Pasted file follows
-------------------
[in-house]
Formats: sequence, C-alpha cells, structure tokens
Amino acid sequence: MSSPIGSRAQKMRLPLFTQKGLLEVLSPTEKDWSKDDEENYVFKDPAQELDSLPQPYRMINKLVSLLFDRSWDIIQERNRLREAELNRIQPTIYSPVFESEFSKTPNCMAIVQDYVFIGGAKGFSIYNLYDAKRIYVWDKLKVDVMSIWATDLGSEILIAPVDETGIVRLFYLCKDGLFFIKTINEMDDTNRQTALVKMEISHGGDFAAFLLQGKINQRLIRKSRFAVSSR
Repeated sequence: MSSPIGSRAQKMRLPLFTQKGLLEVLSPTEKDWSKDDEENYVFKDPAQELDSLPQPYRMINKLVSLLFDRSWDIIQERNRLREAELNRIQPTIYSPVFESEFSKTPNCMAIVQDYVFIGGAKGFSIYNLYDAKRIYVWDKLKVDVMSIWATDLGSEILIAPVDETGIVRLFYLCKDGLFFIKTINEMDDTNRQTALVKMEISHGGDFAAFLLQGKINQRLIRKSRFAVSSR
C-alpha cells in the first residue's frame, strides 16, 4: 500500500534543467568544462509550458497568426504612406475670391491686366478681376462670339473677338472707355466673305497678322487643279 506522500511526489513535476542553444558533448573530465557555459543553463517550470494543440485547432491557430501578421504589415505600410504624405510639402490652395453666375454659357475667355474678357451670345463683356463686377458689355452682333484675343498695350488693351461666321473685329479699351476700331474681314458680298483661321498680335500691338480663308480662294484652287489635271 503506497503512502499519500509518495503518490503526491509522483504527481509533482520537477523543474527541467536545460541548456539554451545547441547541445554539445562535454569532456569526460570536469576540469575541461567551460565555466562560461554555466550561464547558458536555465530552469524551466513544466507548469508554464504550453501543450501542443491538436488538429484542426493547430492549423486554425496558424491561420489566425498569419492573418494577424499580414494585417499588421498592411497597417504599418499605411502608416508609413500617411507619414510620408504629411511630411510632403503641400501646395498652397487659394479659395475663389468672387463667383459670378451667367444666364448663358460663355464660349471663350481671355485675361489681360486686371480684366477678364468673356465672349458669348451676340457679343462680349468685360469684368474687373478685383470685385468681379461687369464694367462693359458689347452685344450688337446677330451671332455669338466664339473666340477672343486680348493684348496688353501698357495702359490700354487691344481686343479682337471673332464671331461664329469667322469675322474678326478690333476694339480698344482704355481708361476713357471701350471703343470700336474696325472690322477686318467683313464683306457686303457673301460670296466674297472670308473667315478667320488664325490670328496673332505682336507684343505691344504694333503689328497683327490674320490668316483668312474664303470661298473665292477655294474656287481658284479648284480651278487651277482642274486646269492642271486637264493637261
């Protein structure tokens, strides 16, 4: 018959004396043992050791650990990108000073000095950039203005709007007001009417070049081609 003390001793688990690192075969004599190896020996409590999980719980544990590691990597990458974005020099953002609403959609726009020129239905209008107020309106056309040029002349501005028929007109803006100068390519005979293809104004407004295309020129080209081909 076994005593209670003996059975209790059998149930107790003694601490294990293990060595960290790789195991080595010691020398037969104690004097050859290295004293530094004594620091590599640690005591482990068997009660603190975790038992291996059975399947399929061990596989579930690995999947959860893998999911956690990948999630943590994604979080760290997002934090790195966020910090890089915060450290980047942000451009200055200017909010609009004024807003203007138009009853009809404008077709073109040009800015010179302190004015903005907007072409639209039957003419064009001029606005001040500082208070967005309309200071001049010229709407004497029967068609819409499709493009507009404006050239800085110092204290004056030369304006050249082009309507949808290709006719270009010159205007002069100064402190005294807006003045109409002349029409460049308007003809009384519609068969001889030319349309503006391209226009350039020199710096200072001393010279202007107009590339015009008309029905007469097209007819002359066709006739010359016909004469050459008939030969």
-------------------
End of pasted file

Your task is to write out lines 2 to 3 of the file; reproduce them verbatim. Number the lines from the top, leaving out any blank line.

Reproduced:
Formats: sequence, C-alpha cells, structure tokens
Amino acid sequence: MSSPIGSRAQKMRLPLFTQKGLLEVLSPTEKDWSKDDEENYVFKDPAQELDSLPQPYRMINKLVSLLFDRSWDIIQERNRLREAELNRIQPTIYSPVFESEFSKTPNCMAIVQDYVFIGGAKGFSIYNLYDAKRIYVWDKLKVDVMSIWATDLGSEILIAPVDETGIVRLFYLCKDGLFFIKTINEMDDTNRQTALVKMEISHGGDFAAFLLQGKINQRLIRKSRFAVSSR